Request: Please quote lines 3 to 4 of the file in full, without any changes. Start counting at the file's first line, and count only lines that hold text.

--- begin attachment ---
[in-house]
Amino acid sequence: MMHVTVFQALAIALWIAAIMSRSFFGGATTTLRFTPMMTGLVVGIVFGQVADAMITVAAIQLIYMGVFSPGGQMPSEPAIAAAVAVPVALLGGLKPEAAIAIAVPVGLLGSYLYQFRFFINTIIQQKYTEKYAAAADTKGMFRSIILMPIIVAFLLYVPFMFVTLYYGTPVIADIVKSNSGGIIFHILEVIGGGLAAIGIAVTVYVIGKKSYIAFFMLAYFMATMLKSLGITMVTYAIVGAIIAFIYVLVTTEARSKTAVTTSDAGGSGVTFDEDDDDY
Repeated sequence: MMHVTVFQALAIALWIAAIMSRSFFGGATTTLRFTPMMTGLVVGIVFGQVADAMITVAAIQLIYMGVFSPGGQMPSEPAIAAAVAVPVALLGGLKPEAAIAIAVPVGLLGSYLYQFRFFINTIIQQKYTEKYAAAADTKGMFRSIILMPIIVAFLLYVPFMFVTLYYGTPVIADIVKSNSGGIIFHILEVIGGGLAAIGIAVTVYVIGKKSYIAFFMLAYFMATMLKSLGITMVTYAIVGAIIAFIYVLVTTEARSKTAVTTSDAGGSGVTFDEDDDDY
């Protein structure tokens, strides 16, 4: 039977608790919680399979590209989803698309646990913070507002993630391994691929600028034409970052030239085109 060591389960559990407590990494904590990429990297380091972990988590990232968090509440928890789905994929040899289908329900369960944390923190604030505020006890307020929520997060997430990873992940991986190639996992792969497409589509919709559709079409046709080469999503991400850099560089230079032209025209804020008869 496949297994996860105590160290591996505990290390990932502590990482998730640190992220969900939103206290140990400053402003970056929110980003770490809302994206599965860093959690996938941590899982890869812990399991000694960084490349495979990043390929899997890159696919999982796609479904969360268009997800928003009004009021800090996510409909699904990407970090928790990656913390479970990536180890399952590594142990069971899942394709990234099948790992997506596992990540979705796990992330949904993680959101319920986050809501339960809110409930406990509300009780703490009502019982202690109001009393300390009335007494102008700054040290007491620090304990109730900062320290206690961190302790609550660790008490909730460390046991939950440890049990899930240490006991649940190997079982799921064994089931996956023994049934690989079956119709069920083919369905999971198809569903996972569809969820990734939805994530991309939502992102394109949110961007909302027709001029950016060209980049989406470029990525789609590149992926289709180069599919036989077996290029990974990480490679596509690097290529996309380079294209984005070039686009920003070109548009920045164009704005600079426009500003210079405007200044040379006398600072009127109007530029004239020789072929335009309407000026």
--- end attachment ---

Repeated sequence: MMHVTVFQALAIALWIAAIMSRSFFGGATTTLRFTPMMTGLVVGIVFGQVADAMITVAAIQLIYMGVFSPGGQMPSEPAIAAAVAVPVALLGGLKPEAAIAIAVPVGLLGSYLYQFRFFINTIIQQKYTEKYAAAADTKGMFRSIILMPIIVAFLLYVPFMFVTLYYGTPVIADIVKSNSGGIIFHILEVIGGGLAAIGIAVTVYVIGKKSYIAFFMLAYFMATMLKSLGITMVTYAIVGAIIAFIYVLVTTEARSKTAVTTSDAGGSGVTFDEDDDDY
């Protein structure tokens, strides 16, 4: 039977608790919680399979590209989803698309646990913070507002993630391994691929600028034409970052030239085109 060591389960559990407590990494904590990429990297380091972990988590990232968090509440928890789905994929040899289908329900369960944390923190604030505020006890307020929520997060997430990873992940991986190639996992792969497409589509919709559709079409046709080469999503991400850099560089230079032209025209804020008869 496949297994996860105590160290591996505990290390990932502590990482998730640190992220969900939103206290140990400053402003970056929110980003770490809302994206599965860093959690996938941590899982890869812990399991000694960084490349495979990043390929899997890159696919999982796609479904969360268009997800928003009004009021800090996510409909699904990407970090928790990656913390479970990536180890399952590594142990069971899942394709990234099948790992997506596992990540979705796990992330949904993680959101319920986050809501339960809110409930406990509300009780703490009502019982202690109001009393300390009335007494102008700054040290007491620090304990109730900062320290206690961190302790609550660790008490909730460390046991939950440890049990899930240490006991649940190997079982799921064994089931996956023994049934690989079956119709069920083919369905999971198809569903996972569809969820990734939805994530991309939502992102394109949110961007909302027709001029950016060209980049989406470029990525789609590149992926289709180069599919036989077996290029990974990480490679596509690097290529996309380079294209984005070039686009920003070109548009920045164009704005600079426009500003210079405007200044040379006398600072009127109007530029004239020789072929335009309407000026």